Out of curiosity, what did the professor say?
User avatar
biostudent84
Site Admin
Site Admin
 
Posts: 974
Joined: Thu Nov 11, 2004 6:00 am
Location: Farmville, VA

Postby D_Juggz » Sun May 29, 2005 3:33 pm

there may be a negative pressure inside the atrium, but i've never heard of a negative pressure in the vena carva itself. do you have a reference to a book or a site for me ? :?
D_Juggz
Garter
Garter
 
Posts: 18
Joined: Sat May 28, 2005 3:39 am

Postby MrMistery » Sun May 29, 2005 8:54 pm

@Kyle
Well I don't have that email any more but i am pretty sure i printed it. I will look for it and see if i can find it. It was a really strange thing with composing diffrent forces... I don't like physiscs. I just asked out of curiosity. By the way, i was really surprised when he answered. :lol: :lol:
From what i still remember, a force of aspiration can be interpreted as negative pressure. But as we know from physics 101: pressure=force/sufrace. So, the value of a force can not be negative, therefore pressure can not be negative. But his explinantion was much more complicated... some of those words i can't even pronunce :D
"As a biologist, I firmly believe that when you're dead, you're dead. Except for what you live behind in history. That's the only afterlife" - J. Craig Venter
User avatar
MrMistery
Inland Taipan
Inland Taipan
 
Posts: 6832
Joined: Thu Mar 03, 2005 10:18 pm
Location: Romania(small and unimportant country)

Postby ewokgod » Tue May 31, 2005 9:03 am

vein has smaller pressure than the artery because the left ventricle must be able to pump the blood around the body parts therefore the pressure must be pretty big. the veins only rely on muscle pumps or arterial smooth muscles (some veins are located directly below arteries). plus veins are generally wider than arteries and used as blood reserve also veins have to fight gravity to pump deoxygenated blood back to the heart.
this is why when you cut arteries, blood sprays out and when you cut veins, blood tends to ooze out (from kungfu movies).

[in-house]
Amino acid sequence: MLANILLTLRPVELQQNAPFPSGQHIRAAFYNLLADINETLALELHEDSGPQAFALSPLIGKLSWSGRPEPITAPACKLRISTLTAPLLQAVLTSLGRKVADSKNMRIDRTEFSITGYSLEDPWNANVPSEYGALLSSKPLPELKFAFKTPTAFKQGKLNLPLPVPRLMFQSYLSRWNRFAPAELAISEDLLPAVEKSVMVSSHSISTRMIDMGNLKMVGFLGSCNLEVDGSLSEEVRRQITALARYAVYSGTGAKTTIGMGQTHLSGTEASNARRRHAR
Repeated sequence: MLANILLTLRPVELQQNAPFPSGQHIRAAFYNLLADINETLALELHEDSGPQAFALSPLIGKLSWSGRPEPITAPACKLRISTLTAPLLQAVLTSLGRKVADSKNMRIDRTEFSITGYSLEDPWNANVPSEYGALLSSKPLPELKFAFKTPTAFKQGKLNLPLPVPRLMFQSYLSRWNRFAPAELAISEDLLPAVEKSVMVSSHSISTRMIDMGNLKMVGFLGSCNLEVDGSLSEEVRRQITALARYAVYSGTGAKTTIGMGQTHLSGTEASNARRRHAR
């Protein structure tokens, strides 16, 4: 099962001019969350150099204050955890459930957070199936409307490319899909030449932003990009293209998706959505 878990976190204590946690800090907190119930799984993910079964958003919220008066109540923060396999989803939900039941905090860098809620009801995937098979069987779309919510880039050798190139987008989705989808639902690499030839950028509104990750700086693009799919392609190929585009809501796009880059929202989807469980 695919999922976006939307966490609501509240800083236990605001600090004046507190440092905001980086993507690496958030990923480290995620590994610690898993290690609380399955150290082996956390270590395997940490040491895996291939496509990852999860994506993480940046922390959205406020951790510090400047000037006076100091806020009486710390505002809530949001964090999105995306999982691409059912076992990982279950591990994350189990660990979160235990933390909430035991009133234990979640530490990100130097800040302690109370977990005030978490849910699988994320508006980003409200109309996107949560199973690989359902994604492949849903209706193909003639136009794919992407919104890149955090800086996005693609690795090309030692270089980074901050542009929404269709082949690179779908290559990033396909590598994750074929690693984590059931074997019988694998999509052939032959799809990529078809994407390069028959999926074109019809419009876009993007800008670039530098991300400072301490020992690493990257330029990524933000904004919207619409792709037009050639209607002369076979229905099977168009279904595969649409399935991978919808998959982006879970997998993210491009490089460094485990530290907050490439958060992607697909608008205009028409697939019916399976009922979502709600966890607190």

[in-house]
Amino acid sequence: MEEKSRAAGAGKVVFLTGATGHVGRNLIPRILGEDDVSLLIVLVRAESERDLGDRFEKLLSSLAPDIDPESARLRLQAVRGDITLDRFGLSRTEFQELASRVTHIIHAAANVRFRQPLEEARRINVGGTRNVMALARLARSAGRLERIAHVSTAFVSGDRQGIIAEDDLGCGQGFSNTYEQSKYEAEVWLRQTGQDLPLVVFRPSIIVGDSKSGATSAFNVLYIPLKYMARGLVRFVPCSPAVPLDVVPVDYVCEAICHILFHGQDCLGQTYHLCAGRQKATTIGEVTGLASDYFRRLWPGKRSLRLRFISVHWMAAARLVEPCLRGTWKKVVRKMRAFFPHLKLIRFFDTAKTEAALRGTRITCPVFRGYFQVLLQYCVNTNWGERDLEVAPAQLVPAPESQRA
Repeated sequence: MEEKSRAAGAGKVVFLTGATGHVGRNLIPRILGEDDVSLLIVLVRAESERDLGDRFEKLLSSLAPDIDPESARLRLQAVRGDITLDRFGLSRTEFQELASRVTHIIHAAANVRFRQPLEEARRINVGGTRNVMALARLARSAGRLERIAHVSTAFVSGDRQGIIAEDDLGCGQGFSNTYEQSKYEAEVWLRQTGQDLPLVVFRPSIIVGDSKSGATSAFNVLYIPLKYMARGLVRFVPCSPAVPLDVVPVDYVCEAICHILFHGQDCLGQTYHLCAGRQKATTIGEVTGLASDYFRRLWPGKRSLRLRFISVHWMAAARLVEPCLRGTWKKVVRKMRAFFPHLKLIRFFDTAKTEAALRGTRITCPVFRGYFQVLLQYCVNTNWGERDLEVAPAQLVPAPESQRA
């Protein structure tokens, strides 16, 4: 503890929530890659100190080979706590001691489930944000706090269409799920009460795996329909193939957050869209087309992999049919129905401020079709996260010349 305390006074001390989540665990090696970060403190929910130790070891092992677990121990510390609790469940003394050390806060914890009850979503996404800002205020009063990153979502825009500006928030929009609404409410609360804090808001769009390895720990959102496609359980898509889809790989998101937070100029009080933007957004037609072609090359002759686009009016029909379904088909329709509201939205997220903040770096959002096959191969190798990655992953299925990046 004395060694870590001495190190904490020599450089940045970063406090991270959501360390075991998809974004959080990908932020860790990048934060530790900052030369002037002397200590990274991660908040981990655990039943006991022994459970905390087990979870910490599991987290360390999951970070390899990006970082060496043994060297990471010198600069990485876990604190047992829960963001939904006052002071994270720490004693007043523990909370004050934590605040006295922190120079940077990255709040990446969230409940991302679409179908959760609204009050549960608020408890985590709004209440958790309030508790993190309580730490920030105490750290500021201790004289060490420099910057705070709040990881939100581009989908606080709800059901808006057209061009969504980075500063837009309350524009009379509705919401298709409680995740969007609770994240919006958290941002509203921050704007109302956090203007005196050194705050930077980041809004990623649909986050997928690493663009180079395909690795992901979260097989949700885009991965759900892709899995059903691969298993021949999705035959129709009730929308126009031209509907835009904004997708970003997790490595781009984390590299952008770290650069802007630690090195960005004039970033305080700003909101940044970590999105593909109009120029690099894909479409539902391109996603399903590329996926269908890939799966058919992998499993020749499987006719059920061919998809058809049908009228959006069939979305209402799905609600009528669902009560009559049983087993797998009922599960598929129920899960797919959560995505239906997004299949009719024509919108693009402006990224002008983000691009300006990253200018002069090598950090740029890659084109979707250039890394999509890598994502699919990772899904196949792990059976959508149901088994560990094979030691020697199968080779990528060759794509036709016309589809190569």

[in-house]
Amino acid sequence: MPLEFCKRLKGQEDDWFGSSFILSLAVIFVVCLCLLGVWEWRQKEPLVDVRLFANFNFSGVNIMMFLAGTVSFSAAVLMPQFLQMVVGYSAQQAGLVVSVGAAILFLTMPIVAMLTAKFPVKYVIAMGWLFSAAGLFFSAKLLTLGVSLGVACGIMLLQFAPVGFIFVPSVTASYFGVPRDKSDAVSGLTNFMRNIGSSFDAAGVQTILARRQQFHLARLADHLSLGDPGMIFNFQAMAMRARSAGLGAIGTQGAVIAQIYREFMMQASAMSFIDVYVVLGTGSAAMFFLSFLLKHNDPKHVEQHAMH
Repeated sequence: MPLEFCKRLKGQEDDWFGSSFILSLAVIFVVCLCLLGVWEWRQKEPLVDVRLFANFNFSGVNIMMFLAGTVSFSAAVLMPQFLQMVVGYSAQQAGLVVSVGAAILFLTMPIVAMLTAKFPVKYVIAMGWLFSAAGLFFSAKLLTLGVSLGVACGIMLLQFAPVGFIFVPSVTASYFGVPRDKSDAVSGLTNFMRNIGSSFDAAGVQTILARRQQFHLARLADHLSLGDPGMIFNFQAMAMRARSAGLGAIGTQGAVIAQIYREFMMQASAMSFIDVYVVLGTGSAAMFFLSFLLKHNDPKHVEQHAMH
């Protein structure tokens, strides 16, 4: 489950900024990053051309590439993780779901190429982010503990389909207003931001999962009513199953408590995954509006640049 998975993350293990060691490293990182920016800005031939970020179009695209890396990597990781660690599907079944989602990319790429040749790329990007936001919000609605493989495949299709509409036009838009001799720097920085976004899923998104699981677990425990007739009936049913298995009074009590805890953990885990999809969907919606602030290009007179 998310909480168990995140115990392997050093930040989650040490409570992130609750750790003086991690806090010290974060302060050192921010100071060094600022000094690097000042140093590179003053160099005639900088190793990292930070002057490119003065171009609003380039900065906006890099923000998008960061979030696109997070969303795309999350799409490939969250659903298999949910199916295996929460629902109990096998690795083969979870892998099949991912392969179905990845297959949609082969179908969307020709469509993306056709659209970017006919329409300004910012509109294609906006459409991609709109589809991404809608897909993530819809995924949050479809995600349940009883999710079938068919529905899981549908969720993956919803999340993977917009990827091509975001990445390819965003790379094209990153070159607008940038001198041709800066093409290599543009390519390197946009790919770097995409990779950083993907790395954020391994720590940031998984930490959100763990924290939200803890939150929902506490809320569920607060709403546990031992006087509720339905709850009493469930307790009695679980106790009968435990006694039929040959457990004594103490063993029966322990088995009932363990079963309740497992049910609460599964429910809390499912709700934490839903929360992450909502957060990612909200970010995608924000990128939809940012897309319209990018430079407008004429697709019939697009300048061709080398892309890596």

ewokgod
Garter
Garter
 
Posts: 12
Joined: Sun May 15, 2005 10:59 am
Location: grim and frostbitten yeti forest

Arthery vs Vein

Postby victor » Tue Jun 07, 2005 7:21 am

As far as I know is Aorta gets a higher pressure because it's directly pumped out from the left ventricle meanwhile vena cava gets a lower pressure because it's pumped not directly from the heart but from other move of the body, example like the move of our muscles, effects from arthery pumping, etc.
User avatar
victor
King Cobra
King Cobra
 
Posts: 2668
Joined: Sat Apr 30, 2005 12:01 pm
Location: Yogyakarta, Indonesia..

Re: Artery vs Vein

Postby chanhankiang » Fri Oct 17, 2008 8:01 am

Arteries pressure 120mmHG
Capillaries between 15-40mmHG
Veins 10-15mmHG
It reached almost 0mmHG in the venue cavae, just before the venae cavae open into the right atrium of the heart.

why?

Arteries for the immense pressure when blood is pump out of from the left ventricle. As it flows from the

heart-artery-arteries-arterioles-capilaries-venules-veins-vein-heart

blood pressure keeps dropping as it goes further away from the heart because it loses kinetic energy with distance increase. Furthermore blood flowing from the lower limbs back to heart through the inferior vena cava is aginst gravitational pull. thats why vena cava, veins all have semi lunar valve to prevent backflow of blood.
chanhankiang
Garter
Garter
 
Posts: 1
Joined: Fri Oct 17, 2008 7:40 am


Return to Human Biology

Who is online

Users browsing this forum: No registered users and 1 guest